Governments subsidize R&D through a mix of interdependent mechanisms, but subsidy interdependencies are not well understood. This paper provides the first quasi-experimental evaluation of how R&D subsidy interactions impact firm behavior. I use funding rules and policy changes in the UK to show that direct grants and tax credits for R&D are complements for small firms but substitutes for larger firms. Increasing the generosity of both subsidy types more than doubles small firms’ R&D expenditures, but for larger firms, increasing tax credit rates cuts the positive effect of grants in half. I explore the mechanisms behind these findings and provide suggestive evidence that subsidy complementarity is consistent with easing financial constraints for small firms. Substitution by larger firms is most consistent with the subsidization of infra-marginal R&D expenditures. I rule out some alternative explanations. Subsidy interactions also impact the types of innovation efforts that emerge: with increases in both subsidies, small firms steer efforts increasingly towards developing new goods (i.e., horizontal innovations) as opposed to improving existing goods (i.e., vertical innovations). Accounting for subsidy interactions could substantially improve the effectiveness of public spending on R&D.
Prosumer Consumption Substitution and Disentangling Salience from Uncertainty (with Eoghan McKenna) [draft undergoing revisions]
Avoiding the climate change damages that threaten humanity will require transitioning away from dirty electricity. We use high-frequency data on household electricity generation and consumption to study the substitution behavior of solar PV prosumers. Estimating how consumption of clean, self-generated power versus dirty, imported power responds to exogenous changes in self-generated solar, we document substantial substitution. There are both contemporaneous and load-shifting effects, without a rebound in gross consumption. Substitution increases in solar endowment levels but decreases in its variability. Providing real-time information on electricity flows partially offsets this negative effect, increasing self-consumption without affecting dirty imports. Continued work is applying econometric and machine learning methods to derive information-adjusted self-consumption counterfactuals and welfare effects. The methods can be applied in other settings with misoptimizing consumers when within-subject treatment variation is unavailable.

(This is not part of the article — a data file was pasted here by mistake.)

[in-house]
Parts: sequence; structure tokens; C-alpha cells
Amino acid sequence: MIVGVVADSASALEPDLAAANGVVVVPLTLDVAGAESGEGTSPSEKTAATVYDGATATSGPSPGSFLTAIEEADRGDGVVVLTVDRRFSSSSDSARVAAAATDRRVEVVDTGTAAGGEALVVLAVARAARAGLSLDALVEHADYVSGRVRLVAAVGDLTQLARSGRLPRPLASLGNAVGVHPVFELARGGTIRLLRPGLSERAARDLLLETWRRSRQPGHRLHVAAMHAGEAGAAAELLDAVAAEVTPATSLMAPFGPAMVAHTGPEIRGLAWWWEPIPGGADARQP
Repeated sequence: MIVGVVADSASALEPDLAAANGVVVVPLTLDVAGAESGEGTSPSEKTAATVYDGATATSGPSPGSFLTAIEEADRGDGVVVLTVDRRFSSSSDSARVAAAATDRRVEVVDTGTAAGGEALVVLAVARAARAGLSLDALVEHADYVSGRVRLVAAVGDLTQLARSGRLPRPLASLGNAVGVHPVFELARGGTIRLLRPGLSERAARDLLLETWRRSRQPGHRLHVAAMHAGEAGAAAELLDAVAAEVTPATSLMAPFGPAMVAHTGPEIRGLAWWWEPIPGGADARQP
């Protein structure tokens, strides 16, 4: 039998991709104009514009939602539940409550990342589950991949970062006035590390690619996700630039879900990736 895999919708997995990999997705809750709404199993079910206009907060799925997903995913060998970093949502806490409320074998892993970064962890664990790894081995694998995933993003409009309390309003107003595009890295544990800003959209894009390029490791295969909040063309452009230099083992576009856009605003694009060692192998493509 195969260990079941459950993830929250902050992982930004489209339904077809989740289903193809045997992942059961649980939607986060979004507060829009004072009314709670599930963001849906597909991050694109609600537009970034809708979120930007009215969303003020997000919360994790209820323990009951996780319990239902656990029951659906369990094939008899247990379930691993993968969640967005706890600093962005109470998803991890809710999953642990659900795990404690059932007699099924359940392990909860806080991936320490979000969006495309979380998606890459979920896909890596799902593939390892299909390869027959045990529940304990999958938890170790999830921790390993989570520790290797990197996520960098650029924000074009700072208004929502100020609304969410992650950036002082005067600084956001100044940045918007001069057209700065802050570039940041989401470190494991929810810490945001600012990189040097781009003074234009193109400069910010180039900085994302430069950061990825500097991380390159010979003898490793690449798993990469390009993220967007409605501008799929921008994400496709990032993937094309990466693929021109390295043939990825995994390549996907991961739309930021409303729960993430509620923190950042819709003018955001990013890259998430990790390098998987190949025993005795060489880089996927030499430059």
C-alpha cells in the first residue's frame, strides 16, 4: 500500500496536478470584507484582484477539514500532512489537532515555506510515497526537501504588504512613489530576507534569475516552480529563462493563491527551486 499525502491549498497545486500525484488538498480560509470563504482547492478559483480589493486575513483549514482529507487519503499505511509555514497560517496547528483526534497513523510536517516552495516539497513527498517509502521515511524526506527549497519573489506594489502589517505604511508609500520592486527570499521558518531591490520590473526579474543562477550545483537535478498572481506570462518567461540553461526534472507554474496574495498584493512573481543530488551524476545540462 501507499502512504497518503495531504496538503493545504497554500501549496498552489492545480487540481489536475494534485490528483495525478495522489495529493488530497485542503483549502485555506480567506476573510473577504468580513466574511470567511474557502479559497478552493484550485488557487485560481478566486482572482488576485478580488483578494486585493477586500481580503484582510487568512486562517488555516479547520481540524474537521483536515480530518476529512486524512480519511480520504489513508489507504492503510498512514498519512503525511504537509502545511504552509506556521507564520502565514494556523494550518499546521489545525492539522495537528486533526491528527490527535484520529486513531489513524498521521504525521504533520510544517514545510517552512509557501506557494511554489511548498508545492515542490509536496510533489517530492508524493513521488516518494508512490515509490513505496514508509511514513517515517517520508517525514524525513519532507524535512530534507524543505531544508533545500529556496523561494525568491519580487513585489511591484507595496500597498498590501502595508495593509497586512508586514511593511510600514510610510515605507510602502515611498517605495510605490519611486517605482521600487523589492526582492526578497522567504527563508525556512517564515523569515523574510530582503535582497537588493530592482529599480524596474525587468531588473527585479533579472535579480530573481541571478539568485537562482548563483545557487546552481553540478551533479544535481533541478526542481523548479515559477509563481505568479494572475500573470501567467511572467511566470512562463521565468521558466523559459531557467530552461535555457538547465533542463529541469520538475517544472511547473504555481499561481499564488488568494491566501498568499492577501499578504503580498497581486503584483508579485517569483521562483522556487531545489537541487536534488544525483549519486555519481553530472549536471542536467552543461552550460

Mission Innovation, Not Mission Impossible: Evaluating Clean Energy Innovation Policies (with Cameron Hepburn, John Rhys, and Niall Farrell) [2nd R&R with Nature Energy]
Clean energy innovation is pivotal for low-cost energy sector decarbonisation. Substantial public research and development funding is spent on energy innovation. Generating evidence on which support mechanisms most effectively drive clean energy innovations, and why, could improve their design moving forward. In this Perspective, we discuss five challenges that researchers often face when attempting to rigorously evaluate energy innovation policies and public subsidy programmes. We recommend solutions, such as developing new innovation outcome metrics that consider unique features of the energy sector and building databases that cover long time periods. We also suggest that researchers and funding agencies work together to implement randomised control trials or conduct quasi-experimental evaluation of existing programmes and policies wherever possible.
Research in Progress
“The Impact of Environmental Policy on Jobs and Firm Performance in China” (with Yangsiyu Lu) [preliminary results, extended abstract can be found here]
“Innovation and Entrepreneurship in the Energy Sector” (with David Popp, Ivan Hascic, and Nick Johnstone)
“Some Causal Effects of Technology and Environmental Policy Interactions” (with Suganda Srivastav)
“R&D Subsidies and Directed Technological Change”
“Do Firms Innovate More with Subsidies? Evidence from EV Subsidies in China” (with Yangsiyu Lu)
Unpublished Working Papers
“Steering the Climate System: An Extended Comment” (with L. Mattauch, R. Millar, F. van der Ploeg, A. Rezai, A. Schultes, F. Venmans, N. Bauer, S. Dietz, O. Edenhofer, N. Farrell, C. Hepburn, G. Luderer, F. Spuler, N. Stern, and A. Teytelboym)